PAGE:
How Legacy Brands Can Become Relevant Again

Widely popular brands can become yesterday’s news for a variety of reasons. Trends change, and new brands disrupt old ones. Established perceptions that once drove growth can become detrimental. Some companies throw in the towel and decide to start from the bottom up. But, creating a new brand from nothing is even more difficult than breathing life back into a brand that’s lost its shine.

In this blog, we will explore how brands can get their mojo back, using insights from some excellent examples.


Do you have perception issues to overcome? Do you have some positives to lean into? Talk to the customer a lot. Get into their environment and interact directly. It’s critical never to assume you know the customer because you did research last year or the year before. Keeping close to the consumer requires regular, consistent, meaningful engagement.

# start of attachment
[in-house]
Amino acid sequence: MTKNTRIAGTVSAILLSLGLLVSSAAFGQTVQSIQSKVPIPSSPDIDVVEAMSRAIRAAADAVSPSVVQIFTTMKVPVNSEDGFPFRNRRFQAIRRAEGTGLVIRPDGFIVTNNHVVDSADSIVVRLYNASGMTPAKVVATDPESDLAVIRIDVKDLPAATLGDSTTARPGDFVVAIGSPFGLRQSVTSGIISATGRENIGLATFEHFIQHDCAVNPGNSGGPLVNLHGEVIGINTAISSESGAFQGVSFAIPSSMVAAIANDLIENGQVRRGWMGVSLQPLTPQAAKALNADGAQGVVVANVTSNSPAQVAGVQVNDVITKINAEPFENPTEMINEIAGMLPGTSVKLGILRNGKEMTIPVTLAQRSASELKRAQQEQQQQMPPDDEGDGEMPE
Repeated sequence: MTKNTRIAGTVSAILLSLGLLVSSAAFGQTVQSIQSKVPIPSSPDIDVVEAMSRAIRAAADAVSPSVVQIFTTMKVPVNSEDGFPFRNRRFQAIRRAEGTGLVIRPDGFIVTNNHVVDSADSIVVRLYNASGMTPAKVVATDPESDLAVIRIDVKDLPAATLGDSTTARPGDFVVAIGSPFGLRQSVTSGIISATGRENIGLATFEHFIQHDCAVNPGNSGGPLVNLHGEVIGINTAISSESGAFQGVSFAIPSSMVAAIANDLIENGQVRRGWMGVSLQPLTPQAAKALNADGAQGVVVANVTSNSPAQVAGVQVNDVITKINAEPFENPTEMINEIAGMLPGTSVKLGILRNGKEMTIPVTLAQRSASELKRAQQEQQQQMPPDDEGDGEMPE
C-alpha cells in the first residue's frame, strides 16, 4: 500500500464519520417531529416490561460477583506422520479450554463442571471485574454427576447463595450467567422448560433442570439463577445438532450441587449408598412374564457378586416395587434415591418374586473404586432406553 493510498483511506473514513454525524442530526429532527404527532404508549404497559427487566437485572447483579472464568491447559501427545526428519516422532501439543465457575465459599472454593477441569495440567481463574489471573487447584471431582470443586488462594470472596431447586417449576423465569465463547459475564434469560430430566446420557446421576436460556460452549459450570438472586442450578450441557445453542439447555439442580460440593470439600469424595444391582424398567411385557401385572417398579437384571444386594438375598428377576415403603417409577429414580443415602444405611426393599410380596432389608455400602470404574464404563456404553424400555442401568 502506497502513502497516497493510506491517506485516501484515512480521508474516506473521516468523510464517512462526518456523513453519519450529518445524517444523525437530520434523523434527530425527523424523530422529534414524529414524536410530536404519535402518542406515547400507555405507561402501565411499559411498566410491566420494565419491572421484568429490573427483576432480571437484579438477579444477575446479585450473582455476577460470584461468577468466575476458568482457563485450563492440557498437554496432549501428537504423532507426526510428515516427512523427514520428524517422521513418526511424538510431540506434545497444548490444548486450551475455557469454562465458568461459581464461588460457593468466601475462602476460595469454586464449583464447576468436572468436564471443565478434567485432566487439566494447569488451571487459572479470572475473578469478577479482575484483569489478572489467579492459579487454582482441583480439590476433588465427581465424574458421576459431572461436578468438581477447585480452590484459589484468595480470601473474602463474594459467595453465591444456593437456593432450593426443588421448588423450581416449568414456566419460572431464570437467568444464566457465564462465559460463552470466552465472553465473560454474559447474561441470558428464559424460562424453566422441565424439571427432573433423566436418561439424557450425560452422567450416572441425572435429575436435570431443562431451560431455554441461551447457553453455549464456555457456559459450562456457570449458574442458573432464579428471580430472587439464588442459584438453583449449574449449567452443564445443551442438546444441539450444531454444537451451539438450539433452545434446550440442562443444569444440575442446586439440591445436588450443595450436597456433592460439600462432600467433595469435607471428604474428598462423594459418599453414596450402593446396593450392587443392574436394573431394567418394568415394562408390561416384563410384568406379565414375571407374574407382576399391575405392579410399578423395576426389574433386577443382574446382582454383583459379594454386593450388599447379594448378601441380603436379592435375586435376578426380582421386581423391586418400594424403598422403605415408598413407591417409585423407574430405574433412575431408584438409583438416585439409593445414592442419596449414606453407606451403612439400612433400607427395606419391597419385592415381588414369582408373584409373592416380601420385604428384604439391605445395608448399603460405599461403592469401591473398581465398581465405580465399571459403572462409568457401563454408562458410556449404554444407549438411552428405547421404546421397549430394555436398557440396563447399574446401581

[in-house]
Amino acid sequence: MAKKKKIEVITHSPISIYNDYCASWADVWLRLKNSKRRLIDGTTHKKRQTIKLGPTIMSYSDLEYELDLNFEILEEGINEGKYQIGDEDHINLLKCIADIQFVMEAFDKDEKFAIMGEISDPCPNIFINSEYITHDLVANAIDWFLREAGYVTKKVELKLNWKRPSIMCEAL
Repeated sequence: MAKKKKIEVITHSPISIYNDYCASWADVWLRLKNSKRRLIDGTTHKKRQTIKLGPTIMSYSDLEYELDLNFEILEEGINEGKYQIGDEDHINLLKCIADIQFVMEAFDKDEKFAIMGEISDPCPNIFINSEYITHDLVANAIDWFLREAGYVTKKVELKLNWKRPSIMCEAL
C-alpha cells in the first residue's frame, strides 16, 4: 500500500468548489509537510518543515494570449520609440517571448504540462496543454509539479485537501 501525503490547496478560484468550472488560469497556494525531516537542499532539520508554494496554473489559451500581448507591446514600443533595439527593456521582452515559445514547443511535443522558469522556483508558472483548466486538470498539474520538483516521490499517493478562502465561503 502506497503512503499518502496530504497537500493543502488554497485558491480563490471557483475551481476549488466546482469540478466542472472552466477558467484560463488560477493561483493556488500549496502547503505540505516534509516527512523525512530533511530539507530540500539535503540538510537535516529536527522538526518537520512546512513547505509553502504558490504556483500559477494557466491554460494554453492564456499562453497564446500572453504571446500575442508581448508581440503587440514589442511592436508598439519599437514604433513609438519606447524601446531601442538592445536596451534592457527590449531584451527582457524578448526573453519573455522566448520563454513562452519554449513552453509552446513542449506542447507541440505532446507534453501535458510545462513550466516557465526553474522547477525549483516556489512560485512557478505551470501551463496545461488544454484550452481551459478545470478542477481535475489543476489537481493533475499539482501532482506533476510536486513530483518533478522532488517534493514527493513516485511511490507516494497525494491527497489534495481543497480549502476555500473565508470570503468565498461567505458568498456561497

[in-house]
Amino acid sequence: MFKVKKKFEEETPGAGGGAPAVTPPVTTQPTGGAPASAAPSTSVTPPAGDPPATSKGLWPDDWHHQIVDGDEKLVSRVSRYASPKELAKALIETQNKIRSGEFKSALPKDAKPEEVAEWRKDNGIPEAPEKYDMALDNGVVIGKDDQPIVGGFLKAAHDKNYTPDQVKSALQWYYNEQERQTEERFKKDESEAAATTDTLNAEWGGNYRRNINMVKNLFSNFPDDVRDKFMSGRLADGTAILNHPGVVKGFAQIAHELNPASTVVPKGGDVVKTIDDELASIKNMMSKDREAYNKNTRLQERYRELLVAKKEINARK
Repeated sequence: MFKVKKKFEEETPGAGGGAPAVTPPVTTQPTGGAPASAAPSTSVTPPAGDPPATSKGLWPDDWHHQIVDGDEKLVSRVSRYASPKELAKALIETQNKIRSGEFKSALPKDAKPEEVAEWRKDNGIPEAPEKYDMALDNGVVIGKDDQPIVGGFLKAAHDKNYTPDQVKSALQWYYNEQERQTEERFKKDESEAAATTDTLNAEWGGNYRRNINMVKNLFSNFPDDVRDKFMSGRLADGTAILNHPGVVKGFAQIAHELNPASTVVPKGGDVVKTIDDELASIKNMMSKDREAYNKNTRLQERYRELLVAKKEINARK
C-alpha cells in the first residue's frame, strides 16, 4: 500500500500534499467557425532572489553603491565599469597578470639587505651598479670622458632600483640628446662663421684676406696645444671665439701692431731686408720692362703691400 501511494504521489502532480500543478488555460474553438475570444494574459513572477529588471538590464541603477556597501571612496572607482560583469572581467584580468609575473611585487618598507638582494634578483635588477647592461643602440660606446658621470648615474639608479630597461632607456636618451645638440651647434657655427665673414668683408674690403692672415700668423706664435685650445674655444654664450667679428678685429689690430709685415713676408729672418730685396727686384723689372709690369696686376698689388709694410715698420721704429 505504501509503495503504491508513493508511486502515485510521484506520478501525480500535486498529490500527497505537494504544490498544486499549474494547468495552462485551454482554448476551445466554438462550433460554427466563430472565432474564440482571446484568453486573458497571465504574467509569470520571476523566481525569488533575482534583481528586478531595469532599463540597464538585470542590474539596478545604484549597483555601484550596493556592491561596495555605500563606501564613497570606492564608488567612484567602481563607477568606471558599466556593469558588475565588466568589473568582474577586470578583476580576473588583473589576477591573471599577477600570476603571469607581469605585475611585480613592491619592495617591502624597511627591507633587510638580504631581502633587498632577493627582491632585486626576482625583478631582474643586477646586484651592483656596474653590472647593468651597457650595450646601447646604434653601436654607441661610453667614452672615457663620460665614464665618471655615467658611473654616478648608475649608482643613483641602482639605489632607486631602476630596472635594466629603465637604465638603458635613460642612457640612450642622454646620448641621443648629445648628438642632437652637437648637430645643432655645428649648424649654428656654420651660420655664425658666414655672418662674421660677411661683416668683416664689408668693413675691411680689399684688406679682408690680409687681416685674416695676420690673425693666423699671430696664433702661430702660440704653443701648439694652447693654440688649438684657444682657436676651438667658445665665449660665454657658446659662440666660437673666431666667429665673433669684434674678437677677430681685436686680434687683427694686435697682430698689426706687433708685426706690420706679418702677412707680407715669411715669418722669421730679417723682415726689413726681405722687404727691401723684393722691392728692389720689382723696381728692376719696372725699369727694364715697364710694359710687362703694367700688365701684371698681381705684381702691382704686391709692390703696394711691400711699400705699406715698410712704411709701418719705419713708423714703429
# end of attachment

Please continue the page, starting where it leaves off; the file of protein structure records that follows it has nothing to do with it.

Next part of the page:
Realigning with the consumer – Levi’s

A great example of a brand that dove deep into re-engagement with consumers as part of a brand transformation is Levi’s. The brand peaked and contracted in the early 2000s as luxury denim brands started to enter the market. To revitalize the iconic legacy brand, their new CEO Chip Bergh spent a great deal of energy engaging with Levi’s customers, including one-on-one interviews at home. In one of these interviews, a customer told him, “You wear other jeans, but you live in Levi’s.” This was the Aha! moment he had been waiting for. “Live in Levi’s” became a tagline for their next big campaign and marked the return of the brand.

In addition, Bergh leveraged the core Levi’s fan base, who are passionate football fans, by obtaining the naming rights for the San Francisco 49ers. By meeting customers where they wanted to be and communicating with them in their language, the brand was able to convince them to get back into stores and try the revised product offering.


Image Source: Levi Strauss & Co.


Many brands lose touch with their customers over time. It’s important to regularly conduct consumer research to see where shifting dynamics may impact their relationship with your brand. And if you do lose your connection, go deep in getting back in touch. Social listening and surveys are great tools, but they can’t replace the impact of in-person interactions. Brands should leverage deep research tools, such as neuroscience, behavioral insights, and journey mapping to re-engage customers on the transformation journey.